Currently, the healthcare expenditures in the United States continue to grow with exponentially high rates with policymakers attempting to slow the number of wasted resources and efforts in the industry. This assignment briefly describes three manifestations of wasted resources and efforts in health care, such as poorly managed care transitions, poor execution of work by practitioners, and complex healthcare administration. To minimize the potential negative clinical outcomes, urgent actions need to be taken to reduce the instances of the aforementioned incidents.
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Improper care coordination is one of the most prominent sources of wasted efforts. With patients experiencing disjointed care, poorly managed care transitions lead to the deteriorated functional status of the chronically ill patients, higher rates of hospital readmissions, and increased number of health complications, as well as treatment side effects (Branning & Vater, 2016). Consequently, novel strategies of care transitions are to be designed to address the existing issue of inflated expenditures.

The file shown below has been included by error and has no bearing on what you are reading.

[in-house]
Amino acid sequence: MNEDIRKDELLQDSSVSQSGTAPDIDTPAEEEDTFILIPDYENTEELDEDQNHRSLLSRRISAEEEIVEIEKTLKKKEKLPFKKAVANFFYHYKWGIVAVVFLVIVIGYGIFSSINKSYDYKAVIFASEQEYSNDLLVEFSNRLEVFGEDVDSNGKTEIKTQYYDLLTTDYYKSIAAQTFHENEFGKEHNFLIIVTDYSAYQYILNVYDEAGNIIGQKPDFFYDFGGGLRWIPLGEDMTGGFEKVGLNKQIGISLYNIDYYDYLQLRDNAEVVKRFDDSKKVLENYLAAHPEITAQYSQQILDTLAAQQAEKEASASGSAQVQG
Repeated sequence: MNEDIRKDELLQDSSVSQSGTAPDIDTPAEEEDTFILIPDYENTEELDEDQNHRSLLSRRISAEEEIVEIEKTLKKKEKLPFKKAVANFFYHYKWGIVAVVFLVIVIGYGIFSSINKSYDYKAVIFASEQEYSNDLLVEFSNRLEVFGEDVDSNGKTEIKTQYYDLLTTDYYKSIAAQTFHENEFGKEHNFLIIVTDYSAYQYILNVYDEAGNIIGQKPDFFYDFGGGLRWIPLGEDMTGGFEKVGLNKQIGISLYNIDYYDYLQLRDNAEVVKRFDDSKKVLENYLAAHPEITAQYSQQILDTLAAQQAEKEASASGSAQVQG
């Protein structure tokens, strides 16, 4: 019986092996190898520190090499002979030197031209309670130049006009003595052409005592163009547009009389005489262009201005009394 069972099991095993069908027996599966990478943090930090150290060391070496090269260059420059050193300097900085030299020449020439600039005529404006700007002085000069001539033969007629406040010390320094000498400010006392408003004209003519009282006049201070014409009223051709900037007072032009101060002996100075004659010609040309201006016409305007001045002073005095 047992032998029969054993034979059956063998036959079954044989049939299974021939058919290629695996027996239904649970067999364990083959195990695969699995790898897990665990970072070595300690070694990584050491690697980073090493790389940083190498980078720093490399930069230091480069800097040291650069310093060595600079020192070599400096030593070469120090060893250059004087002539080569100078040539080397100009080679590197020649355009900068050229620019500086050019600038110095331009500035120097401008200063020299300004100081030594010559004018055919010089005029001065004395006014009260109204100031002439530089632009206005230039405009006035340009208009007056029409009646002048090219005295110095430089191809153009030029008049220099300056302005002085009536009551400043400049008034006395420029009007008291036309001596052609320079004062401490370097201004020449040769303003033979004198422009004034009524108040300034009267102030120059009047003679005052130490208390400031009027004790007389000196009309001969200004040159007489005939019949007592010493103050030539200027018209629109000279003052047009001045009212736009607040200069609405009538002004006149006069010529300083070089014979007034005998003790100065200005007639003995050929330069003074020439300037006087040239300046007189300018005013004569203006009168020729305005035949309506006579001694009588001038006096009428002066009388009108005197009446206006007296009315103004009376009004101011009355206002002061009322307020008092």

Another example of wasted resources and efforts in health care is poor work ethics and execution of the tasks by health personnel. Failing to adhere to the evidence-based guidelines, nurse practitioners frequently violate patient’s safety. Instead of engaging in preventive health care practices, healthcare professionals with low-level training use costly, yet unnecessary, procedures (Branning & Vater, 2016). In addition to higher healthcare costs, such neglect of medical standards results in patient injuries, repeated hospitalization, and, even, higher mortality rates.
Finally, increased expenditures happen as a result of an overly complex healthcare administration structure. In the US, excess spending is frequently linked to inefficient bureaucratic procedures in private health agencies and governmental institutions (Branning & Vater, 2016). In this case, wasted resources and efforts refer to the inappropriate ways of standardization from complex billing, paperwork, and meeting agenda for healthcare staff.
Branning, G., & Vater, M. (2016). Healthcare spending: Plenty of blame to go around. American Health & Drug Benefits, 9(8), 445–447. Web.